How does the FCC police obscenity?

Here's an increasingly common scenario: A "shock jock" goes on the radio every day and is generally obscene. He's raunchy, sexist, racist, or, in most cases, all of the above. And that's really the point; it's his thing. Then one day, he says something that really offends a lot of people -- more than usual. All of a sudden, he's in trouble -- he's broken the rules, and there will be consequences.

But whose rules have been broken? What are the consequences? And who decides where the line is?

In the United States, it is the Federal Communications Commission, or FCC. And its jurisdiction doesn't stop at radio, but also extends to television, the Internet and really any form of communication extended over air or wire.

The FCC's crackdown on indecency on radio and television has left a lot of people wondering about the FCC, what they do and how much control they really have over what we listen to and watch.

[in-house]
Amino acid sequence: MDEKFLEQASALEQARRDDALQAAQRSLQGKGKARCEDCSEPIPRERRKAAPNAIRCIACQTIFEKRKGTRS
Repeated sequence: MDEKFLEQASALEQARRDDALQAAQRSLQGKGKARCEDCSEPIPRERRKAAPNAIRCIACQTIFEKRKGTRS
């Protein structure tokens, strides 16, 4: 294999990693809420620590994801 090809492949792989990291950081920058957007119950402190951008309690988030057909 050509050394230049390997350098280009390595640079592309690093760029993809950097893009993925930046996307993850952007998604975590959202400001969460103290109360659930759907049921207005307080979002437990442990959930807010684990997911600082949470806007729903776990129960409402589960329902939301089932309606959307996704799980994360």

When pop superstar Janet Jackson exposed a breast during the 2004 Super Bowl halftime show, it kicked off a deluge of more than 200,000 complaints to the FCC from offended viewers. As a result, the NFL, CBS and MTV (who produced the halftime show) came under fire from the FCC. When Dale Earnhardt, Jr. used the s-word on the air during an interview after a NASCAR race in October 2004, the Parents Television Council filed a complaint with the FCC against every NBC station that was covering the race and aired the interview.

So what can the FCC do about it? In this article, we'll explain how the process works.